Slates like this are also used to calibrate audio equipment. Basically, you connect the DR-70D to another recording device, like a camera, and you turn on the slate. The volume of the BEEEEEP is the maximum volume of the recorder’s output level, so, while it’s beeping, you can adjust the input recording level of the camera. I usually do this when I connect my Sound Devices 302 mixer to audio recorders and cameras. I fiddled around for a little while trying to do this with a camera and the DR-70D. It was a little more fidgety than using my 302, so I didn’t end up spending too much time experimenting with it.
The DR-70D can be set to record MONO, STEREO, or 2MIX. This is an important piece of the pie. Pay attention here. Make some mental notes…
If you are recording more than one channel, and you want individual, isolated audio tracks for each channel, you need to set the DR-70D to MONO mode. People often misinterpret the word “MONO.” They think mono is bad, and stereo is good. This is not the case. Mono simply means one, and stereo simply means two. So, when you set the DR-70D to record MONO, you are telling it to record individual tracks for each of its inputs.
So, for example, if you have four wireless microphones plugged into the DR-70D, your best bet is to set it to record in MONO mode. This way you will have an individual audio file for each of the wireless mics. If all of these mics are mixed together, it can be a lot more difficult to edit the sound in post.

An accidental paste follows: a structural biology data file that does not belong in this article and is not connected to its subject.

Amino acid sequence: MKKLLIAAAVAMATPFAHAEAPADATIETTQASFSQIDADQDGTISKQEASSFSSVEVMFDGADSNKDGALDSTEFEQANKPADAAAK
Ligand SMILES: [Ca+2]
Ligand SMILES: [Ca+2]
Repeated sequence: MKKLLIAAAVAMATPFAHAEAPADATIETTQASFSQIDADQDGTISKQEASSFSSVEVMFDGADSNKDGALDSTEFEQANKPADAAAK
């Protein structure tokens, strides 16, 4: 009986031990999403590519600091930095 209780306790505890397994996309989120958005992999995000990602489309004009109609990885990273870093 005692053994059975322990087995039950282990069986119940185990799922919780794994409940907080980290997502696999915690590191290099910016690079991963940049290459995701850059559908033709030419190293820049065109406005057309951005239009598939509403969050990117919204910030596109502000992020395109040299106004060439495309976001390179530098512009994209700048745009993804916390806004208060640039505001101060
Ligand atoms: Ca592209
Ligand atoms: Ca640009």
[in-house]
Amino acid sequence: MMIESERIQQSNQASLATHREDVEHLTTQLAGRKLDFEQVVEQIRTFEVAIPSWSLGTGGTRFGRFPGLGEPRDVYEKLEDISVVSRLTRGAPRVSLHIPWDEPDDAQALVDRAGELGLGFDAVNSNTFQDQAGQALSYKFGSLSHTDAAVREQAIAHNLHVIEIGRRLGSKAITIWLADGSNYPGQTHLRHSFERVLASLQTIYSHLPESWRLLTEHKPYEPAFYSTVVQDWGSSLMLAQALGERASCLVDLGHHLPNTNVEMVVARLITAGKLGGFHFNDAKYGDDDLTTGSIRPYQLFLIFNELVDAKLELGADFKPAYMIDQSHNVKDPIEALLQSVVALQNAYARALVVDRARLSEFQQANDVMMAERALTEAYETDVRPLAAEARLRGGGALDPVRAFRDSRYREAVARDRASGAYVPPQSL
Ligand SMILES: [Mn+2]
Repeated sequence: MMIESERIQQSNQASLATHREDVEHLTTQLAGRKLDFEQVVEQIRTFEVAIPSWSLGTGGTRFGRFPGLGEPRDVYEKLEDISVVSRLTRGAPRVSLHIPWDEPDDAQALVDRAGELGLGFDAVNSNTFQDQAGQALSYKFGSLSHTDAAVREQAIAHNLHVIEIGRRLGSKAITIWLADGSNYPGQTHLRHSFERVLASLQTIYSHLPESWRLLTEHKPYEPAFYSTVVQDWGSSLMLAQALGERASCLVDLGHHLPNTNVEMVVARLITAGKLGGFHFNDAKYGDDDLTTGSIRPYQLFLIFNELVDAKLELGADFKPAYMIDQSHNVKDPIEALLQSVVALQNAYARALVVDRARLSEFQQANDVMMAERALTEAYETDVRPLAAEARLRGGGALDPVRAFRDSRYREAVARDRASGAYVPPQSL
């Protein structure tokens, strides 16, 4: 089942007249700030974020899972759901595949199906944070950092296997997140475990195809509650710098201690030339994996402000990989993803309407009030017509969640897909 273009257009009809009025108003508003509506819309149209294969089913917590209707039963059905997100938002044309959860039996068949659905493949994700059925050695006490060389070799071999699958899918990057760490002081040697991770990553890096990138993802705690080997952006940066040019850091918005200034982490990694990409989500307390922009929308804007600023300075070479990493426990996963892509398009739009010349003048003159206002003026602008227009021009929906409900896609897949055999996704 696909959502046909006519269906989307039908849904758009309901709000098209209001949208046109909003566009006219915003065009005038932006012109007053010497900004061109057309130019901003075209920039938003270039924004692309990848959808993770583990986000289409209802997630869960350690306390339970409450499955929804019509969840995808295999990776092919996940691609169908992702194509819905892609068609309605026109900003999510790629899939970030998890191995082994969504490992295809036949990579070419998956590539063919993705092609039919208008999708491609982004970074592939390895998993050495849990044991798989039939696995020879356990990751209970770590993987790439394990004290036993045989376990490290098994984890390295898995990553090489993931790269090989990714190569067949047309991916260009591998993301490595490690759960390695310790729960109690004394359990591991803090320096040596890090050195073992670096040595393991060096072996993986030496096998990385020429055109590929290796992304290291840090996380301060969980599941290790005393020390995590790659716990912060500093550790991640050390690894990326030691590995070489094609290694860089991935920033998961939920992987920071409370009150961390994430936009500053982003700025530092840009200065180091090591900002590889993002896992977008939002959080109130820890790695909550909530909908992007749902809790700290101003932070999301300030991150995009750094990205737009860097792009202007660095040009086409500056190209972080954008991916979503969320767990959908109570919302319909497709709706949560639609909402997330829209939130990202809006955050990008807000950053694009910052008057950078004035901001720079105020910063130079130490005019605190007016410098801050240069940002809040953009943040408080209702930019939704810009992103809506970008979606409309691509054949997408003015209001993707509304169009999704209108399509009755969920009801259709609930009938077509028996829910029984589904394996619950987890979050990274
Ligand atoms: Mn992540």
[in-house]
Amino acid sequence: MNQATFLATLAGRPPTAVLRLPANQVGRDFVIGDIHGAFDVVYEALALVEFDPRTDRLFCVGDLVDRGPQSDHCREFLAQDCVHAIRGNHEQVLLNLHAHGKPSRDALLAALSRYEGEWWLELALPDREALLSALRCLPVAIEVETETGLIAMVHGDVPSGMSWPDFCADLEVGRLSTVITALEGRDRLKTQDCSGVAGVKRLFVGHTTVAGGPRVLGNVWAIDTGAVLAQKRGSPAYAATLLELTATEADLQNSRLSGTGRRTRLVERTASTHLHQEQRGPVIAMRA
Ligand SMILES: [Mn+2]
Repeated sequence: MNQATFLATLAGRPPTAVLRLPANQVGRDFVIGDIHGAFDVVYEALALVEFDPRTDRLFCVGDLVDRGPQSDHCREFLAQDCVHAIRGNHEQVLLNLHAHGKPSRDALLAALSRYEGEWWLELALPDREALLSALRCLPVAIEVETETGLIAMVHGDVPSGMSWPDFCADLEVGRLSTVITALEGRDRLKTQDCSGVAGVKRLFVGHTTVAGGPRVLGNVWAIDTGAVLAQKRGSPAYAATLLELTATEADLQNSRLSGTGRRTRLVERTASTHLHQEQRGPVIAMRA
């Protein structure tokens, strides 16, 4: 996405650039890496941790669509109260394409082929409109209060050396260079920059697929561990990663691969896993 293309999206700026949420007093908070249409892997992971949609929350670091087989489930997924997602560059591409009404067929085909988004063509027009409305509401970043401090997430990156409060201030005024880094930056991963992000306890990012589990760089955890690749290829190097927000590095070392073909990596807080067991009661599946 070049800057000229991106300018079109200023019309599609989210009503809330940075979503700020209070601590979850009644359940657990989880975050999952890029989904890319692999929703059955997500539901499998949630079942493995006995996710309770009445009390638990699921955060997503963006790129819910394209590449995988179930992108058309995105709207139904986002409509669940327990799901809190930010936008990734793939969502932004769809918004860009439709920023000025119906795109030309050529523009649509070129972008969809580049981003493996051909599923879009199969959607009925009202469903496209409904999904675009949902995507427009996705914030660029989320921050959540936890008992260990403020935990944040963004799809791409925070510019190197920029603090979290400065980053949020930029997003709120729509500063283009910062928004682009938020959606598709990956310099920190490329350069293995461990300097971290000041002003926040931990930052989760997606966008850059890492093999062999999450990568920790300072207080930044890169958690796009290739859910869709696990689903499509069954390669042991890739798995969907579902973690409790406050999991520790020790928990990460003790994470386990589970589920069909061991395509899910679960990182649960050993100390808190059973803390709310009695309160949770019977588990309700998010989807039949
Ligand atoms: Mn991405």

When you set the DR-70D to record in STEREO mode, it can record two separate stereo tracks. Remember, stereo simply means two. So, if you are recording two stereo tracks, that’s actually four tracks. Why is this important? Well, the DR-70D has a cool feature called Dual Recording, where it will record a second backup copy of the audio at a lower level. So, in the event that the thing you are recording gets unexpectedly loud and it distorts the audio, the second copy of the audio that was set at a lower level will be there, and it won’t be distorted.
The problem is, if you have the DR-70D set to record in STEREO mode, and you have more than two channels turned on to record, you can’t use its Dual Recording feature. The DR-70D is limited to only being able to record four tracks total. So, in order to use Dual Record, you can’t be recording more than two tracks at a time. It’s a little confusing, I know. But hey, it’s not so bad. You can figure this out.